THREE ESSAYS ON CORPORATE BOARDS         Open Access

Kim, Seoyoung (2009)

Permanent URL: https://etd.library.emory.edu/concern/etds/2f75r875w?locale=en
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Abstract

My purpose is to examine the composition and structure of corporate boards, and their
implications for firm performance and monitoring and disciplinary effectiveness. In my
first essay, I explore the nature and extent of financially affiliated directors' involvement
within the board. I find that affiliated directors are given substantially greater committee
involvement when the CEO is directly involved in apportioning committee assignments,
and their involvement is negatively associated with firm value and subsequent operating
performance. In my second essay, I examine how social ties affect a director's capacity to
objectively monitor and discipline the CEO. I find that CEOs enjoy higher compensation
packages that are less sensitive to performance when they share social ties with members
of the board. In my third essay, I examine how social ties affect the financial-reporting
process, as well as how firms respond to increased regulatory constraints concerning
board and committee composition. I find that social ties between the CEO and members
of the audit committee contribute to higher levels of earnings management. Moreover, I
find that audit committees appointing socially affiliated replacements (for the departing
conventionally affiliated members) in the post Sarbanes Oxley period manage earnings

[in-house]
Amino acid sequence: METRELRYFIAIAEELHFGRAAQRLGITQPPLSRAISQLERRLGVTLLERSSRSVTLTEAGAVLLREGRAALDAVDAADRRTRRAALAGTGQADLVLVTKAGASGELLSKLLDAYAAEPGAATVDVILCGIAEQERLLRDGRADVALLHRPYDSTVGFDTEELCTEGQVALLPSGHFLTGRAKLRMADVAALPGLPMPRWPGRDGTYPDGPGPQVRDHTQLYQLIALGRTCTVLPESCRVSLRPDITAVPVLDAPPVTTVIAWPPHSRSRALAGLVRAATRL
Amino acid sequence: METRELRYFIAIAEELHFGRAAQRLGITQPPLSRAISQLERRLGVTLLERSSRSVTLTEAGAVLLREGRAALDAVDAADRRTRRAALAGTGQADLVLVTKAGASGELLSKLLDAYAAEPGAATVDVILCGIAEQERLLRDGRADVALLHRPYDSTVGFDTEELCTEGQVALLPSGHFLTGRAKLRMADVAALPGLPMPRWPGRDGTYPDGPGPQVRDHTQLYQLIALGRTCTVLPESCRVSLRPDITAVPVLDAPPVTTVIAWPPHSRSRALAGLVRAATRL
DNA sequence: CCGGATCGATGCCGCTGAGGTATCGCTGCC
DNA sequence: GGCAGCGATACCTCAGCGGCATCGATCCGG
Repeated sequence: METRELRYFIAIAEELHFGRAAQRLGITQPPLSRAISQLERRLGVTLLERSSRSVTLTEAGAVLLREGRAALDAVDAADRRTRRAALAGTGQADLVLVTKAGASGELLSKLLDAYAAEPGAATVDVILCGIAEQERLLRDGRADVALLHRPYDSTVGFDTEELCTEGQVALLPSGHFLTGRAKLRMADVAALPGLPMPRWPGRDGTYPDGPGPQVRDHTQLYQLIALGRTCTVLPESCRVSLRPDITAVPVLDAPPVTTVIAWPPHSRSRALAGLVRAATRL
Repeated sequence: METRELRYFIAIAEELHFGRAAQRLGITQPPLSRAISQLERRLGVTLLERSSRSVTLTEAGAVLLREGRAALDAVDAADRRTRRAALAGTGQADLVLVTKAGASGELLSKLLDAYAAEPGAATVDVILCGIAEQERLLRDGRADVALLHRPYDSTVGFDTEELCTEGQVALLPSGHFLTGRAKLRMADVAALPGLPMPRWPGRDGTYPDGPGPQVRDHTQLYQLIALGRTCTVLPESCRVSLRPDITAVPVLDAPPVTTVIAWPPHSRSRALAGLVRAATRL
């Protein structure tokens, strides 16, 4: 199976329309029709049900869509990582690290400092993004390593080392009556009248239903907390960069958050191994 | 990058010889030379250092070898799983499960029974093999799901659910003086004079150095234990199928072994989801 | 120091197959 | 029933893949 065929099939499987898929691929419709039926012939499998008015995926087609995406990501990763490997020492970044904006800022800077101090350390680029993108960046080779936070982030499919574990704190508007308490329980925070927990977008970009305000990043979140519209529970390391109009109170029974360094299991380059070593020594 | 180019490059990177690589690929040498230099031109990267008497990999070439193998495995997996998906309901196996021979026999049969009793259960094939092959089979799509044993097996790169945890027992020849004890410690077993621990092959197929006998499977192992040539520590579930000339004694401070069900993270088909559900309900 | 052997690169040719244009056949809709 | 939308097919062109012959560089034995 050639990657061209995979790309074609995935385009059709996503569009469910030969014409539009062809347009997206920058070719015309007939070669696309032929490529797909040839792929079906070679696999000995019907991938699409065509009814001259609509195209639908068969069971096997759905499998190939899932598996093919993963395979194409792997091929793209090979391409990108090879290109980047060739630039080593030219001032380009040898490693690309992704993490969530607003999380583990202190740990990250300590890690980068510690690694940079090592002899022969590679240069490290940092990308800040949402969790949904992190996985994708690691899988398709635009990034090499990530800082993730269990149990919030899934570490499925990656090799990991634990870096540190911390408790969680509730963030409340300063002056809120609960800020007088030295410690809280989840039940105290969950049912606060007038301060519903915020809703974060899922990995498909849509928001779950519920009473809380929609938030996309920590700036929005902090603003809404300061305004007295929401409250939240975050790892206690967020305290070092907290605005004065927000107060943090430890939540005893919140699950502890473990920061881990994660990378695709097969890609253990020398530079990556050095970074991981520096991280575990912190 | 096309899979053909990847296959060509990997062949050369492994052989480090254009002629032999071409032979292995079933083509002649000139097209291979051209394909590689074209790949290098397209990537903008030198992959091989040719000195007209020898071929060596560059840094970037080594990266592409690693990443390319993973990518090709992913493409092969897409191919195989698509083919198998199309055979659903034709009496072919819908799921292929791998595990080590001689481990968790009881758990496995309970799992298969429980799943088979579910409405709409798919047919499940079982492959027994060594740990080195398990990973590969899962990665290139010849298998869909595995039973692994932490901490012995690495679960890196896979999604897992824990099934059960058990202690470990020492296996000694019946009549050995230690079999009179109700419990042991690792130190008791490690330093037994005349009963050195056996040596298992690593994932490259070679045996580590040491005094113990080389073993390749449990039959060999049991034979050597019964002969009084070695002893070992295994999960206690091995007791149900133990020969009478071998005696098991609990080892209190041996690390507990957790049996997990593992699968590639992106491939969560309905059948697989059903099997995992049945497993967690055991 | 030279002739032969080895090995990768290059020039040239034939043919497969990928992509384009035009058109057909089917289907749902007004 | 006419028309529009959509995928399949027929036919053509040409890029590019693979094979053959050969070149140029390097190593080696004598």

more than those that do not, suggesting the growing importance of social ties as an
alternate, unregulated attempt by which CEOs capture the financial reporting process.

Table of Contents


Table of Contents


Introduction 1

First essay: Affiliated directors: advisors or rubber stamps?
1. Introduction 4
2. Motivation and hypotheses 7
3. Data description and discussion of measures 9
4. CEO, committee, board, and firm characteristics 15
5. Empirical results 23
6. Conclusion 33

Second essay: It pays to have friends
1. Introduction 35
2. Motivation, hypotheses, and identification of social ties 39
3. Data description 45
4. Empirical results 54
5. Contribution and discussion 71
6. Conclusion 74

Third essay: Earnings management and social ties
1. Introduction 75
2. Motivation, identification, and hypotheses 78
3. Data description 82
4. Empirical results 88
5. Conclusion 99

Conclusion 100

Appendices 101

References 120

Tables 129

Figures 168


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